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Library User Instruction - Wikipedia Presentation


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This presentation was created for LIS 746: Library User Instruction, Dominican University. It uses Wikipedia to teach students resource evaluation and research skills.

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Library User Instruction - Wikipedia Presentation

  1. 1. Using Wikipedia to Begin Research Christina Janiczek LIS 764: Fall 2011 Instruction Session
  2. 2. Agenda Look at Wikipedia article about a fictional hero Use the citations & references to find resources Evaluate resources using the CRAP test Class activity - Apply the CRAP test to a website
  3. 3. Citations & ReferencesWikipedia and beyond You can use this research strategy for just about any source in which information is cited:  Scholarly articles  Your textbook  Websites, etc. Looking at reference lists and bibliographies is an easy way to start exploring the existing literature on a topic.
  4. 4. Batman - Wikipedia, the free encyclopedia
  5. 5. Citations & References Information that comes from a credible source is (or should be) cited within the article. **This is true of scholarly work too, including your own.** > Click the citation to find the source, listed in the Notes section.
  6. 6. Citations & ReferencesBooks & other offline sources Citations for books or other material not available online typically include basic information, such as author name and page number. The full citation is listed under References. To find the source at local library, search the DU Online Catalog, I-Share or WorldCat.
  7. 7. Citations & ReferencesWebsites & online sources Citations for online sources will link directly to the source. Tips:  Hover over each link before clicking to make sure the link leads where you think it does.  Open online sources in a new window or tab so you can get back to the Wikipedia article easily. > Click the link to view the article from The Guardian.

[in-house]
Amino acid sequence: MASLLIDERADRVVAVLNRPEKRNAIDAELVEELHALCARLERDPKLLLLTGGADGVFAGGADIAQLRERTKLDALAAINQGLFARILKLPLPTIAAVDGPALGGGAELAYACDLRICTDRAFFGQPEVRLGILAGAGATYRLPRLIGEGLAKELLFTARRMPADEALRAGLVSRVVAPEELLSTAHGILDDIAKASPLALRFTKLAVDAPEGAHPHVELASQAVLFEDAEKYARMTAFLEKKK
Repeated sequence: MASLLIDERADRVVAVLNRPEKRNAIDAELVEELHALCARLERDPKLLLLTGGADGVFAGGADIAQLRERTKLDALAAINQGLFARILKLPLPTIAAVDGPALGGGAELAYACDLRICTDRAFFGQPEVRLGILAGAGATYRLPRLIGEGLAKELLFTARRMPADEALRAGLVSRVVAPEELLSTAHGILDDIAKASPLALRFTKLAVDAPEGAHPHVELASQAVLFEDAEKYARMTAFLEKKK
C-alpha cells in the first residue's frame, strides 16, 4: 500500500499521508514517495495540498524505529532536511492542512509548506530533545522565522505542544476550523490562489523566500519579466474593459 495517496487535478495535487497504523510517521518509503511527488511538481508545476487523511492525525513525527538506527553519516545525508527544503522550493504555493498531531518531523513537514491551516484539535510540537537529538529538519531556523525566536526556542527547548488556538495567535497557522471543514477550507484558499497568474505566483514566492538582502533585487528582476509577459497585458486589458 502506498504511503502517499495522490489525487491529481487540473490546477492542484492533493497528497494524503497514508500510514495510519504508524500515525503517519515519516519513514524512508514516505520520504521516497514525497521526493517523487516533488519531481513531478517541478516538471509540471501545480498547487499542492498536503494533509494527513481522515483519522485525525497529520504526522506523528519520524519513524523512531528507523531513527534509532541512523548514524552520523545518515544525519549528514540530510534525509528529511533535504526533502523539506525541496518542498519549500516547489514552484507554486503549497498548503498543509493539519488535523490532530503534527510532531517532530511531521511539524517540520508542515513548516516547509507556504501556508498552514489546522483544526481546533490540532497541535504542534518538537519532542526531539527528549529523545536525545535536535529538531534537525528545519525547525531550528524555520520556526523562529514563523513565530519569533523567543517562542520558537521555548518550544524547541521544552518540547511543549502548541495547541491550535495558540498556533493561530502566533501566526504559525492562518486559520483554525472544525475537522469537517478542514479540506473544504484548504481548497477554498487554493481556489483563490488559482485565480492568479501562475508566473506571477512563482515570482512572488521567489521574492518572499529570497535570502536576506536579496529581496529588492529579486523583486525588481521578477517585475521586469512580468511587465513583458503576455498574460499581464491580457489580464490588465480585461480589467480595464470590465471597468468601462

8. 8. Evaluating Sources
  9. 9. Evaluating Sources Extremely important step! Make sure the information you use is credible and appropriate for your project/paper. Especially important with online sources  Highly changeable - information could be here today, gone tomorrow  Unidentified authors make it difficult to determine authority & purpose
  10. 10. Evaluating Sources  Apply the CRAP test:  C is for… Currency  R is for… Reliability  A is for… Authority  P is for… Purpose/Point of ViewAdapted from Ken Orenic, Dominican University,
  11. 11. Now it’s your turn! Let’s say our topic is the transformations of Batman over time. Apply the CRAP test to the article we looked at earlier from The Guardian.Take a minute to skim the article on your own.
  12. 12. Currencyo How recent is the information?o How recently has the website been updated?o Is it current enough for your topic?Reliabilityo Is content primarily fact or opinion? o If there are opinions, are they balanced?o Does the creator provide references or sources fordata or quotations?Authority o Who is the creator or author, and what are theircredentials? o Who is the publisher or sponsor? Are theyreputable? o What is the publishers interest (if any) in thisinformation? o Are there advertisements on the website?Purpose/Point of Viewo Is this fact or opinion?o Is it biased?o Is the creator/author trying to sell you something?
  13. 13. Discussion Would you include this resource in the annotated bibliography? Why or why not?